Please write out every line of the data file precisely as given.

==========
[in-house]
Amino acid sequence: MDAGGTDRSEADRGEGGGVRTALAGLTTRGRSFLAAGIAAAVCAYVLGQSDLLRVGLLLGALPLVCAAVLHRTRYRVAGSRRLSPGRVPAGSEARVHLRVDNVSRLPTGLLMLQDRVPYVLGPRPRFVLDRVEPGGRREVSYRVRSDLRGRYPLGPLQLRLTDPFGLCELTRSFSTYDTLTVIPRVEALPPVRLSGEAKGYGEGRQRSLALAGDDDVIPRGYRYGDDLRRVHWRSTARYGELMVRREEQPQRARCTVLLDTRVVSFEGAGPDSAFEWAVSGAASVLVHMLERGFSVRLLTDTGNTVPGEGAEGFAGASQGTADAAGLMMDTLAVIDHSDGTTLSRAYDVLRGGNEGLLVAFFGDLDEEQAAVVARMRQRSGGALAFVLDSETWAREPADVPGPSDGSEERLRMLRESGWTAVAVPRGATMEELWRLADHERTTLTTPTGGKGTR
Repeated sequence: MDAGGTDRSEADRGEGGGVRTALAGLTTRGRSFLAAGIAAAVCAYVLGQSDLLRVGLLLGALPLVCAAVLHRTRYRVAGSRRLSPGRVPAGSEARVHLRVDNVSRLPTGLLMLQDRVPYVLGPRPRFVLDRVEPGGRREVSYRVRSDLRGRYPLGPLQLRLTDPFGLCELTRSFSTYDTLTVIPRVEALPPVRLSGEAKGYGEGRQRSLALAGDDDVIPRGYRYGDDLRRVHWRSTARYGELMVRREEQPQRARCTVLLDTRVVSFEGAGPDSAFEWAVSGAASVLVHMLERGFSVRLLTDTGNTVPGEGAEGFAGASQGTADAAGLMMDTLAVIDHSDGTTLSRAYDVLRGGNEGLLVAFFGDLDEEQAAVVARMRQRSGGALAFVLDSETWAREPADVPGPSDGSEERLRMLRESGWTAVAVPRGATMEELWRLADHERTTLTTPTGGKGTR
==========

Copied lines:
[in-house]
Amino acid sequence: MDAGGTDRSEADRGEGGGVRTALAGLTTRGRSFLAAGIAAAVCAYVLGQSDLLRVGLLLGALPLVCAAVLHRTRYRVAGSRRLSPGRVPAGSEARVHLRVDNVSRLPTGLLMLQDRVPYVLGPRPRFVLDRVEPGGRREVSYRVRSDLRGRYPLGPLQLRLTDPFGLCELTRSFSTYDTLTVIPRVEALPPVRLSGEAKGYGEGRQRSLALAGDDDVIPRGYRYGDDLRRVHWRSTARYGELMVRREEQPQRARCTVLLDTRVVSFEGAGPDSAFEWAVSGAASVLVHMLERGFSVRLLTDTGNTVPGEGAEGFAGASQGTADAAGLMMDTLAVIDHSDGTTLSRAYDVLRGGNEGLLVAFFGDLDEEQAAVVARMRQRSGGALAFVLDSETWAREPADVPGPSDGSEERLRMLRESGWTAVAVPRGATMEELWRLADHERTTLTTPTGGKGTR
Repeated sequence: MDAGGTDRSEADRGEGGGVRTALAGLTTRGRSFLAAGIAAAVCAYVLGQSDLLRVGLLLGALPLVCAAVLHRTRYRVAGSRRLSPGRVPAGSEARVHLRVDNVSRLPTGLLMLQDRVPYVLGPRPRFVLDRVEPGGRREVSYRVRSDLRGRYPLGPLQLRLTDPFGLCELTRSFSTYDTLTVIPRVEALPPVRLSGEAKGYGEGRQRSLALAGDDDVIPRGYRYGDDLRRVHWRSTARYGELMVRREEQPQRARCTVLLDTRVVSFEGAGPDSAFEWAVSGAASVLVHMLERGFSVRLLTDTGNTVPGEGAEGFAGASQGTADAAGLMMDTLAVIDHSDGTTLSRAYDVLRGGNEGLLVAFFGDLDEEQAAVVARMRQRSGGALAFVLDSETWAREPADVPGPSDGSEERLRMLRESGWTAVAVPRGATMEELWRLADHERTTLTTPTGGKGTR